esoteric subjects, a remand for an express explanation may be desirable as an aid to the reviewing court. Such situations, when they arise, will be ad hoc only, and not such as to warrant a fixed rule to be applied in all cases.
There is danger, too, in cases like this one, that such a remand may subtly involve a reviewing court in a substitution of judgment. The decision here was in November, 1977. It is now nearly 3 years later. The action taken was on the basis of forecast with informed judgment and expertise. The Board now has data, no doubt, of actual experience. If it is to ignore that experience and spell out reasoning as of late 1977, what useful purpose will it serve? If it makes use of actual results, the review will not be testing the same question the Board had in 1977. Many pertinent elements have no doubt changed. For one thing, FSLIC and FDIC insurance has this year been increased from $ 40,000 to $ 100,000., just as SIPC has recently increased its insurance to $ 500,000. Had those 1980 changes been known in advance, as of 1977, would the decision have been the same?
The fuel shortage of 1979 had not occurred when the Board acted. It, and the periodic rise in fuel costs, have had their broad impact on all phases of the economy. Should this be taken into account on a remand?
Such obvious questions make it clear that a remand in this field would not only generate controversy rather than produce clarification, but it would convert an authorization resolution into a short-term permit subject to reconsideration in the light of actual experience.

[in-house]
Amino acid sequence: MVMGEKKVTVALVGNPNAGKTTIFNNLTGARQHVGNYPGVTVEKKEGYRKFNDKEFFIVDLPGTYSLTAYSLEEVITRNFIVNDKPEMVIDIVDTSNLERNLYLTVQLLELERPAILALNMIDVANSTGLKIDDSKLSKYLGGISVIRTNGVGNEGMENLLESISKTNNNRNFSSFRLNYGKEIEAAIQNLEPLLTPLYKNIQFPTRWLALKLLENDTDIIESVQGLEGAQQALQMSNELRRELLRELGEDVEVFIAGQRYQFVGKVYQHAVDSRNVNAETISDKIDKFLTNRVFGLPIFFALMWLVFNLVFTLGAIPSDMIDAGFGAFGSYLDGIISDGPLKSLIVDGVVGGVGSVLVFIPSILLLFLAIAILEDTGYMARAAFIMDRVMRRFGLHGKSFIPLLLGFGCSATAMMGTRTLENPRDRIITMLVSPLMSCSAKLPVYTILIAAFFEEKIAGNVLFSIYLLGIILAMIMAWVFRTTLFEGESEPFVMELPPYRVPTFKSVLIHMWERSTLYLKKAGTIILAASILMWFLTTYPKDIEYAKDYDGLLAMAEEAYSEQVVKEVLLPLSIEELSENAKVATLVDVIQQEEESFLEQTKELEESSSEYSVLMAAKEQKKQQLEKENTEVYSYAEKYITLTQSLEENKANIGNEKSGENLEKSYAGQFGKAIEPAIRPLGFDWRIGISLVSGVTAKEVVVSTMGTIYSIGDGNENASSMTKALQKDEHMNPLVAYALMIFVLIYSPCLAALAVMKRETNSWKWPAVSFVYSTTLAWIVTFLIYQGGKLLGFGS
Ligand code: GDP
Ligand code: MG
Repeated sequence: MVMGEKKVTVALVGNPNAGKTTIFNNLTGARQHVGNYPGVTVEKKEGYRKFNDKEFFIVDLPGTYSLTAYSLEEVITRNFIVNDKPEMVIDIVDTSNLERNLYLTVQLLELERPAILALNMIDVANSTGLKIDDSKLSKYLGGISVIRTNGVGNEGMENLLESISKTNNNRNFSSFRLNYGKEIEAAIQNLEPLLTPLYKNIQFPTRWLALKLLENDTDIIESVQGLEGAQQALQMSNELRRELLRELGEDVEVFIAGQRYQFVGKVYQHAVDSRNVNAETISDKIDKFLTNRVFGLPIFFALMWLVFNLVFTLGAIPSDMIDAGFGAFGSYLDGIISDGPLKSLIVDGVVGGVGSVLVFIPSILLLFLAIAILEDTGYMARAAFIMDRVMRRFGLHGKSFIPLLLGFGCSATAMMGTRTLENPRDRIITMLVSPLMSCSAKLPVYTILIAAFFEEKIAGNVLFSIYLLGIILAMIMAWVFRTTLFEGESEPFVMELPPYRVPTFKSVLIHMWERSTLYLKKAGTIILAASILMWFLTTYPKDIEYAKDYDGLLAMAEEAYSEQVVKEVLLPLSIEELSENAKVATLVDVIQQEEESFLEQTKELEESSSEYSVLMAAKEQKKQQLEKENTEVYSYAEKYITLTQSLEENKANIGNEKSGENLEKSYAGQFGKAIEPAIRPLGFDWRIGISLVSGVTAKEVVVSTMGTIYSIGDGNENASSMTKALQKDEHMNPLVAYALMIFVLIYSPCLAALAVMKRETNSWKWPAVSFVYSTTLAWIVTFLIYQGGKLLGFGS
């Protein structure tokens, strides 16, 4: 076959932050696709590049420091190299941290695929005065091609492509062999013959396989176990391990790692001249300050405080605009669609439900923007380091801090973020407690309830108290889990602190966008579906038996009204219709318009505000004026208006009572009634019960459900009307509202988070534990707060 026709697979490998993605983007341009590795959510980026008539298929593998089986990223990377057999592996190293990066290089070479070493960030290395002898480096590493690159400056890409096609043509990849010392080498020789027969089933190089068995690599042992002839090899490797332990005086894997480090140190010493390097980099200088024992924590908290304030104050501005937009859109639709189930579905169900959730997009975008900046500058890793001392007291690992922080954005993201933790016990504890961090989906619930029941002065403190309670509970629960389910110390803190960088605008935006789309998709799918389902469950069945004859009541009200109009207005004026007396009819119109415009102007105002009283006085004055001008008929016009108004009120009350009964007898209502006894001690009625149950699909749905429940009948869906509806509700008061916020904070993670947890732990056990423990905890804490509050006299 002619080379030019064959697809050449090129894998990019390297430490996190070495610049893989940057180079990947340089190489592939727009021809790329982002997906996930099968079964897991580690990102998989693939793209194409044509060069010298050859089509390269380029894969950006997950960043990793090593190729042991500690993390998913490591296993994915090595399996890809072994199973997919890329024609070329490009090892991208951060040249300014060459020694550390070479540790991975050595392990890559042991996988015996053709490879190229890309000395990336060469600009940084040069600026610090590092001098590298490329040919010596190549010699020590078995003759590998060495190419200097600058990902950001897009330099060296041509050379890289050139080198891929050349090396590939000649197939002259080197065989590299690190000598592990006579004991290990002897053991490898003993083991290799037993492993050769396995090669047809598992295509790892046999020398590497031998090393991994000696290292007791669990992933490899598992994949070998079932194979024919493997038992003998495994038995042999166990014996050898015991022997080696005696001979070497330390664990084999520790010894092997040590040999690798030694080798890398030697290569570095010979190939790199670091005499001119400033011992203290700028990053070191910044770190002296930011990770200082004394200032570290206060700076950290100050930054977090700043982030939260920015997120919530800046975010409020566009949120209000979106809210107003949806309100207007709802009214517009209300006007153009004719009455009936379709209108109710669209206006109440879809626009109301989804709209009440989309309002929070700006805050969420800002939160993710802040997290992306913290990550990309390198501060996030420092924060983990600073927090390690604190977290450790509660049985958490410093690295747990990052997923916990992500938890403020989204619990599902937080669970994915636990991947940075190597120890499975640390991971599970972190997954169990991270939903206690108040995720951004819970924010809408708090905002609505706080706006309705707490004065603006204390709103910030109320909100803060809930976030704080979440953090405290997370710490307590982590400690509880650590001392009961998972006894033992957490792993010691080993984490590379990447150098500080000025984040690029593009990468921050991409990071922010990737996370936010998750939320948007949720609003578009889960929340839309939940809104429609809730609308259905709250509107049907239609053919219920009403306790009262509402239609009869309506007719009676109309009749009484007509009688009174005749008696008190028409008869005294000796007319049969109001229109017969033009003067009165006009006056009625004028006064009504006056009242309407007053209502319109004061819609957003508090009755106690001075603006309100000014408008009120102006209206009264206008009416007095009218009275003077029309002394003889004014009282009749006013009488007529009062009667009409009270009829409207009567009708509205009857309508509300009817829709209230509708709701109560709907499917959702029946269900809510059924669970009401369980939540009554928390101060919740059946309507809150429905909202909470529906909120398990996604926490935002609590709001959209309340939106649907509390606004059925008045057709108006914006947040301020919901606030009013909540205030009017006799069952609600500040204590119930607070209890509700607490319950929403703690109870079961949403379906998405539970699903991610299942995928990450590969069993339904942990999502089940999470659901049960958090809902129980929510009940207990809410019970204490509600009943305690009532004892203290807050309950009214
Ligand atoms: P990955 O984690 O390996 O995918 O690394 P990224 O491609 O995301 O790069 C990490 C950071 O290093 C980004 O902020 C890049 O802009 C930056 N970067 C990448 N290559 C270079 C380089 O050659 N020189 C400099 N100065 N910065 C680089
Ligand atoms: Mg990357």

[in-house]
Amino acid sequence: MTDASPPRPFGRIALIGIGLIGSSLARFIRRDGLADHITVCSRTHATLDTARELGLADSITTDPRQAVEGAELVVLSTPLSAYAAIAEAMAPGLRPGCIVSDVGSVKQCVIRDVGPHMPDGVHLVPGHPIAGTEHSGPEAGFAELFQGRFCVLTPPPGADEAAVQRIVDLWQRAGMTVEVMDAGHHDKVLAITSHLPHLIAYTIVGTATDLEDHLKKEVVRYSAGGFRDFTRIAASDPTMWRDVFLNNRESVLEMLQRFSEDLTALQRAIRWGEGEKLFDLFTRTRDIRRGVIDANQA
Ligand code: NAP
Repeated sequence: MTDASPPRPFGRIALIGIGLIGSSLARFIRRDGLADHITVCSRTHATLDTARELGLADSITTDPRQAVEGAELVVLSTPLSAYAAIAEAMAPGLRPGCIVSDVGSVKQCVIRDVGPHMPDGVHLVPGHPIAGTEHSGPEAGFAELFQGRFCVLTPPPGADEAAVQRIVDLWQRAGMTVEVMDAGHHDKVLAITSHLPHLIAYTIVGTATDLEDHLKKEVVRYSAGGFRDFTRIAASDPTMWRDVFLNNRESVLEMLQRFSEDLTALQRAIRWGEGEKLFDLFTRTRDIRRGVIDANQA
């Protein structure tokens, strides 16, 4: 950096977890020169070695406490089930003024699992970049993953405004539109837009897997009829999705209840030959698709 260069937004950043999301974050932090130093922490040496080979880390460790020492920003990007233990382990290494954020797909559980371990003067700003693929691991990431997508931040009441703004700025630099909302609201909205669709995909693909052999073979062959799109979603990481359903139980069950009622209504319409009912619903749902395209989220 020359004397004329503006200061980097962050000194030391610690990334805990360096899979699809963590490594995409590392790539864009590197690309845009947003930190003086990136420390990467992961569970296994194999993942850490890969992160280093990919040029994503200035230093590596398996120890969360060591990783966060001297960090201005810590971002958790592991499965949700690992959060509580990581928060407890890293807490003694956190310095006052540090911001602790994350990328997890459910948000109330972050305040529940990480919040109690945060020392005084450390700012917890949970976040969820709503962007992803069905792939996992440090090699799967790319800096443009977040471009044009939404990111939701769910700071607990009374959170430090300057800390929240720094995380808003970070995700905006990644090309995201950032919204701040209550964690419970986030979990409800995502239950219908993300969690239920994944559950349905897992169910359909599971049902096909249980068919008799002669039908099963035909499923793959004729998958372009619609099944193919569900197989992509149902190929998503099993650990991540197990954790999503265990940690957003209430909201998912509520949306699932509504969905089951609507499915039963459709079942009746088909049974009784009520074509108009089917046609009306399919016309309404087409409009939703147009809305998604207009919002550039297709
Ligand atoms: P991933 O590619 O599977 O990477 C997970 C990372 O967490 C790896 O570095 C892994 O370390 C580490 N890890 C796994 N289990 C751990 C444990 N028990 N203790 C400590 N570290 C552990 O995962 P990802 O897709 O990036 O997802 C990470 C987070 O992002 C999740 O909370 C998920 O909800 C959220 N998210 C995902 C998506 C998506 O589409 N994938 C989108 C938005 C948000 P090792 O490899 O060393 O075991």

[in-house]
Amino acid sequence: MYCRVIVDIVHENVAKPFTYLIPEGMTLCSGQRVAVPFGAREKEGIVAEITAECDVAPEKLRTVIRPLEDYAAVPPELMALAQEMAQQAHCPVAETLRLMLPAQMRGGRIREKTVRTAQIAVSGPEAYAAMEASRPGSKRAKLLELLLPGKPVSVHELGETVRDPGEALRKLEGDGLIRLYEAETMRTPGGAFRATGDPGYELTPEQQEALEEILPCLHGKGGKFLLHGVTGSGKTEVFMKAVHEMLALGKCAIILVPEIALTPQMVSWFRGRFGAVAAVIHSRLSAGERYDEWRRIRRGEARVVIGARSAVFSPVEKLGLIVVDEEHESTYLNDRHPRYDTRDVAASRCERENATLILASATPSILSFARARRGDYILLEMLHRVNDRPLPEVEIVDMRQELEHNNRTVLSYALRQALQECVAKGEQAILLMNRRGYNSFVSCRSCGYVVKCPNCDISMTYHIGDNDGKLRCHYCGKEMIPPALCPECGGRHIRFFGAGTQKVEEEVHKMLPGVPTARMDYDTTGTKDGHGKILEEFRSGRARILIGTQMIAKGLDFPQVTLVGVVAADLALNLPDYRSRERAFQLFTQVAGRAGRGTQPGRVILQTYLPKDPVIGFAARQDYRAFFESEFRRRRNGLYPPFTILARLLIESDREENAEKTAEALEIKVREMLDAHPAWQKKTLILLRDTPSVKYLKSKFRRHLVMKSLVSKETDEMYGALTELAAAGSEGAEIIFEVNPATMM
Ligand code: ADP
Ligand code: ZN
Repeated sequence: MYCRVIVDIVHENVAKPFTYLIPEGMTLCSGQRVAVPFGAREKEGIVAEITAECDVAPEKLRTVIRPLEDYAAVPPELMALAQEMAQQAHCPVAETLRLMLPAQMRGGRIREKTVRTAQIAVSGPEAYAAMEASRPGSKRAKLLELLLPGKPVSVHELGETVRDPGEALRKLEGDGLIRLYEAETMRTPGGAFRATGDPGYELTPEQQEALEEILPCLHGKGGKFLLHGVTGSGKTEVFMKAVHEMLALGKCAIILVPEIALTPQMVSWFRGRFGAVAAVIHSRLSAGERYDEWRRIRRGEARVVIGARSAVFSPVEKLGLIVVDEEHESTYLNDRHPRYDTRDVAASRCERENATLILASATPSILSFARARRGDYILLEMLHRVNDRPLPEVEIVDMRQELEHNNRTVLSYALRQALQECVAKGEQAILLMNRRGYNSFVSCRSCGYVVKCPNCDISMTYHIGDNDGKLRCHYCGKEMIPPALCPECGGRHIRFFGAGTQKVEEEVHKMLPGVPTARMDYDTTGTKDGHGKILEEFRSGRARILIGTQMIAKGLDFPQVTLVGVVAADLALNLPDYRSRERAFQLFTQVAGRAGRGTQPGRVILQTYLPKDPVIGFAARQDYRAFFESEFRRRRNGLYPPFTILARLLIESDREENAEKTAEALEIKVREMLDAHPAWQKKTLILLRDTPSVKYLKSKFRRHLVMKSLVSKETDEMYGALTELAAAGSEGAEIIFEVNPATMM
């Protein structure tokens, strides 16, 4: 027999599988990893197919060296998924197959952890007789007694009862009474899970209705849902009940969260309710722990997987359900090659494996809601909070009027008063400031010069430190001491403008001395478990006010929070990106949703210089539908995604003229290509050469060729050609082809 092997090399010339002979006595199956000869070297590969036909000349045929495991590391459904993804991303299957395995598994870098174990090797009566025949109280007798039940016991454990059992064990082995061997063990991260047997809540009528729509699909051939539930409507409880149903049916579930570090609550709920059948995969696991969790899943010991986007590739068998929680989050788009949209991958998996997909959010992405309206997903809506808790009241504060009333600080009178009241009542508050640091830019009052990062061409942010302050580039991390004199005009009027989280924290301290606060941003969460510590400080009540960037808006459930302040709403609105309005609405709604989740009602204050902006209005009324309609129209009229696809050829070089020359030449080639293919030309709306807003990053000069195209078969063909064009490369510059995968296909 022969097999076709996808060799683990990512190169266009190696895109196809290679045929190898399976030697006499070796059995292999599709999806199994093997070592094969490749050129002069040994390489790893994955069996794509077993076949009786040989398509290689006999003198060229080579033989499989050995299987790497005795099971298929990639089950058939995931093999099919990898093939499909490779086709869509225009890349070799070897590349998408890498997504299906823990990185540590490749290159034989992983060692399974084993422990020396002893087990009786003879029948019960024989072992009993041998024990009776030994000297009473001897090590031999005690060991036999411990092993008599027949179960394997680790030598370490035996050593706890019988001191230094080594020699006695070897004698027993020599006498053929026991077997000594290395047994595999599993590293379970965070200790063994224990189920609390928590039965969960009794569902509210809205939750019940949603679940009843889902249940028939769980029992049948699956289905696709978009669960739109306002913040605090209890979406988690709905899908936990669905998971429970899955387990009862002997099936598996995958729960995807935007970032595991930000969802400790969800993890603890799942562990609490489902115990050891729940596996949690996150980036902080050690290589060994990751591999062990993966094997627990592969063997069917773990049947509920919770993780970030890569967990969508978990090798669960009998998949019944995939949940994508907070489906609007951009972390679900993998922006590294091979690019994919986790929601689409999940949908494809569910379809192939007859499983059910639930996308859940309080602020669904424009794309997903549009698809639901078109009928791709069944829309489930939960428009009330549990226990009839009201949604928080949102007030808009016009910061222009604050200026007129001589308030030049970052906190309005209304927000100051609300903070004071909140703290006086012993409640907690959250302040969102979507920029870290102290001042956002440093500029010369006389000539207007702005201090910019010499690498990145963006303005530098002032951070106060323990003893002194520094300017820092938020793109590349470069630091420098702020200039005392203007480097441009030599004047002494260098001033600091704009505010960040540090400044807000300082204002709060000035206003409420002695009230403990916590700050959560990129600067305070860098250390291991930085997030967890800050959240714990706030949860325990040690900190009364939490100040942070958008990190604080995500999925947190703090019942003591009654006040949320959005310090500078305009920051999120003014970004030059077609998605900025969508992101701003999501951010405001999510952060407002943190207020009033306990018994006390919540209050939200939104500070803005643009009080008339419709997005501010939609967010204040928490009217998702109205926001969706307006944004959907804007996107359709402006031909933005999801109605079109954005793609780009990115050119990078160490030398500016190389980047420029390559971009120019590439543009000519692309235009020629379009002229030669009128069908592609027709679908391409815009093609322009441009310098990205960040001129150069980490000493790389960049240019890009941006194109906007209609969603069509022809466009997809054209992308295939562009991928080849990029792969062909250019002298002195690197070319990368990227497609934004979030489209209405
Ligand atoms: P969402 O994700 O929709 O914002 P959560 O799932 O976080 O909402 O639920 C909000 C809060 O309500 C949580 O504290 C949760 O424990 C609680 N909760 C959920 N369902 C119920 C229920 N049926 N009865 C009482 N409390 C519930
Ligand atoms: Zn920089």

This is not what the statute and regulations contemplate. An applicant who secures authorization and promptly proceeds to exercise it is inevitably involved in long-term commitments. There is no way to restore the status quo ante.
For each and all of these reasons, the court concludes that no remand for explanation of reasons is warranted.
At the pretrial conference, Fort Lee "amended" its complaint in intervention to add a claim for money damages. Morsemere indicated it would make a like amendment. There were indications that both would file cross-motions for summary judgment. None of these steps was taken.
The disposition made here, however, decides the underlying basis for all claims adversely to Morsemere and Fort Lee and the other aspects in the case or potentially in the case are accordingly moot, and the judgment will be final as to all parties and all issues.
The action of the Board had a rational basis, and so was not arbitrary, capricious or contrary to law. There is no Fifth Amendment property right, and no deprivation thereof without due process of law. The basis for the agency decision is so clearly evident from a review of the record as not to warrant a remand for explanation of reasons, whether as an aid to the court or otherwise. Submit judgment accordingly.